In multiple sclerosis (MS), a chronic demyelinating disease of the central nervous system, neurodegeneration is detected early in the disease course and is associated with the long-term disability of patients. Neurodegeneration is linked to both inflammation and demyelination, but its exact cause remains unknown. This gap in knowledge contributes to the current lack of treatments for the neurodegenerative phase of MS. Here we ask if neurodegeneration in MS affects specific neuronal components and if it is the result of demyelination. Neuropathological examination of secondary progressive MS motor cortices revealed a selective vulnerability of inhibitory interneurons in MS. The generation of a rodent model of focal subpial cortical demyelination proved that this selective neurodegeneration is secondary to demyelination providing the first temporal evidence of demyelination-induced neurodegeneration and a new preclinical model for the study of neuroprotective treatments.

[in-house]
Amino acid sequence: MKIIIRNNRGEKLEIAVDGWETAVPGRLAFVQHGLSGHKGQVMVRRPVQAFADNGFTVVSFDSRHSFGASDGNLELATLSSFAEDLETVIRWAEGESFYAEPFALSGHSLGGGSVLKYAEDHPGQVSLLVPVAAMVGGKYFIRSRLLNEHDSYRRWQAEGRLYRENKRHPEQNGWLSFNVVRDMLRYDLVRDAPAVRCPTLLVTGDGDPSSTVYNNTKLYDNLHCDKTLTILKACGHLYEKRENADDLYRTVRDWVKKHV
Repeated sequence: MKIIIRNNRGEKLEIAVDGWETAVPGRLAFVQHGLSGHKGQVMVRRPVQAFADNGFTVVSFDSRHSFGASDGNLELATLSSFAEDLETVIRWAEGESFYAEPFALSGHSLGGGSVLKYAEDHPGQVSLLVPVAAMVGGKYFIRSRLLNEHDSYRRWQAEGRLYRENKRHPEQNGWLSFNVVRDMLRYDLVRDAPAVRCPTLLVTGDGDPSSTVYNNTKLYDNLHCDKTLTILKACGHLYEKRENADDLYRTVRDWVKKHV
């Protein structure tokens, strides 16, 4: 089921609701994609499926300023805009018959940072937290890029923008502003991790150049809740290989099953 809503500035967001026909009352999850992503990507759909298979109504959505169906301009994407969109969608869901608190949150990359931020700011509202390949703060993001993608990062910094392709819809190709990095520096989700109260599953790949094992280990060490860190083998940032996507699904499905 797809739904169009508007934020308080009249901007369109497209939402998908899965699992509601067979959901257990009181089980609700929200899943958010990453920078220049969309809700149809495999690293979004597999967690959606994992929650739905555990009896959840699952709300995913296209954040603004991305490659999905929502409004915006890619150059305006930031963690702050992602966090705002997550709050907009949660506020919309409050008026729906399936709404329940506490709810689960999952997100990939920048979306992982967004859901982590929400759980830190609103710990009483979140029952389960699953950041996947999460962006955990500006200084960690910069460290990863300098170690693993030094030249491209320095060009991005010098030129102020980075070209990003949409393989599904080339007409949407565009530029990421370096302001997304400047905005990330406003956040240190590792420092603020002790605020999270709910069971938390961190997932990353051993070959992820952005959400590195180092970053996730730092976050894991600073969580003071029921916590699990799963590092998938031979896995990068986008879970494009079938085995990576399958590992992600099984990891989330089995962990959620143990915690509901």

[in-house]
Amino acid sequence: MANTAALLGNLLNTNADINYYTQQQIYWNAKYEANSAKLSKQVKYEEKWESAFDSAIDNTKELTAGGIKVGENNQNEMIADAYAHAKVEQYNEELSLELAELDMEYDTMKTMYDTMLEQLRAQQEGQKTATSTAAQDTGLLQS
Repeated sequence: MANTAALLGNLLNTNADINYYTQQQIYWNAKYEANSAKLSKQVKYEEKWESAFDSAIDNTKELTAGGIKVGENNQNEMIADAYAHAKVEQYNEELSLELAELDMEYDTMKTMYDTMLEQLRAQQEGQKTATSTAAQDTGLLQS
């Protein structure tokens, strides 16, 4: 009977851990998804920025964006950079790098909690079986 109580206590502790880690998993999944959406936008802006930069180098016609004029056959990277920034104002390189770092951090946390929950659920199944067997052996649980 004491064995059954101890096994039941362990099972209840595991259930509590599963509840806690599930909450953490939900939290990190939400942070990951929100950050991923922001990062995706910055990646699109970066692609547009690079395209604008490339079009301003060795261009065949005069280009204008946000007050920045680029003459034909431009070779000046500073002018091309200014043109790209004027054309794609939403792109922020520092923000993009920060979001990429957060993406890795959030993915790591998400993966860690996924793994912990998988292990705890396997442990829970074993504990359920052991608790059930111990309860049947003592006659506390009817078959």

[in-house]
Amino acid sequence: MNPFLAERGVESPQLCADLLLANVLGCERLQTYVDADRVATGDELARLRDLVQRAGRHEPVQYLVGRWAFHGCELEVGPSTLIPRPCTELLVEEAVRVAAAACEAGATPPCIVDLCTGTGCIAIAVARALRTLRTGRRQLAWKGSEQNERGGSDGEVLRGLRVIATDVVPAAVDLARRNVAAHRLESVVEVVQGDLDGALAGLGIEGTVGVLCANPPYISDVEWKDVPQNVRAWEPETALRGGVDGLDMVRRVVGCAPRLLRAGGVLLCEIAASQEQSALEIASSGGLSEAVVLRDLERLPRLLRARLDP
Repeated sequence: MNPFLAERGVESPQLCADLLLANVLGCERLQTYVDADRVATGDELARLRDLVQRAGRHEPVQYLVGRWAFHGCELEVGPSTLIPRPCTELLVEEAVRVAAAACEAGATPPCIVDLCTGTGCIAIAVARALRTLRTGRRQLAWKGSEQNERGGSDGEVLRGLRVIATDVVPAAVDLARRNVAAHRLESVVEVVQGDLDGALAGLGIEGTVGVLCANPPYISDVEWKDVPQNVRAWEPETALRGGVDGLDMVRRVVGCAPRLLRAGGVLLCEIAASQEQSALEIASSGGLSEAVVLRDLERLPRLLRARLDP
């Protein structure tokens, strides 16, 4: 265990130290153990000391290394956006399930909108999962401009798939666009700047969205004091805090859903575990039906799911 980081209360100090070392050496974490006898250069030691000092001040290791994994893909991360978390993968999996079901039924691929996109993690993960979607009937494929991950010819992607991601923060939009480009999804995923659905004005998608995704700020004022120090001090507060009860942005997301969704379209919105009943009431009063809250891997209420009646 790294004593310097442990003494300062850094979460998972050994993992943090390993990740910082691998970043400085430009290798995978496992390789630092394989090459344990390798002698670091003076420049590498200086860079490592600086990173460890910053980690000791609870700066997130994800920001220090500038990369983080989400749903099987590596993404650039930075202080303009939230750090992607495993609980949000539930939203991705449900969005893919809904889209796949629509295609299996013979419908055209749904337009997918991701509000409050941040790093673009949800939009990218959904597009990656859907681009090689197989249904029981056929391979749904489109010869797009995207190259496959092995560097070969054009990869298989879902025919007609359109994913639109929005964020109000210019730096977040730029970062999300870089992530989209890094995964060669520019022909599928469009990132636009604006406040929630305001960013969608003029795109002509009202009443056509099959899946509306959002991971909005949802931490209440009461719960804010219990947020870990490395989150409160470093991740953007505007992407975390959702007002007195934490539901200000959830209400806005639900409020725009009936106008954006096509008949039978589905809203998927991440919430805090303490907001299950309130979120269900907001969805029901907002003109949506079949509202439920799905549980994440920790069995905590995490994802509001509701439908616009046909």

bioRxiv Subject Collection: Neuroscience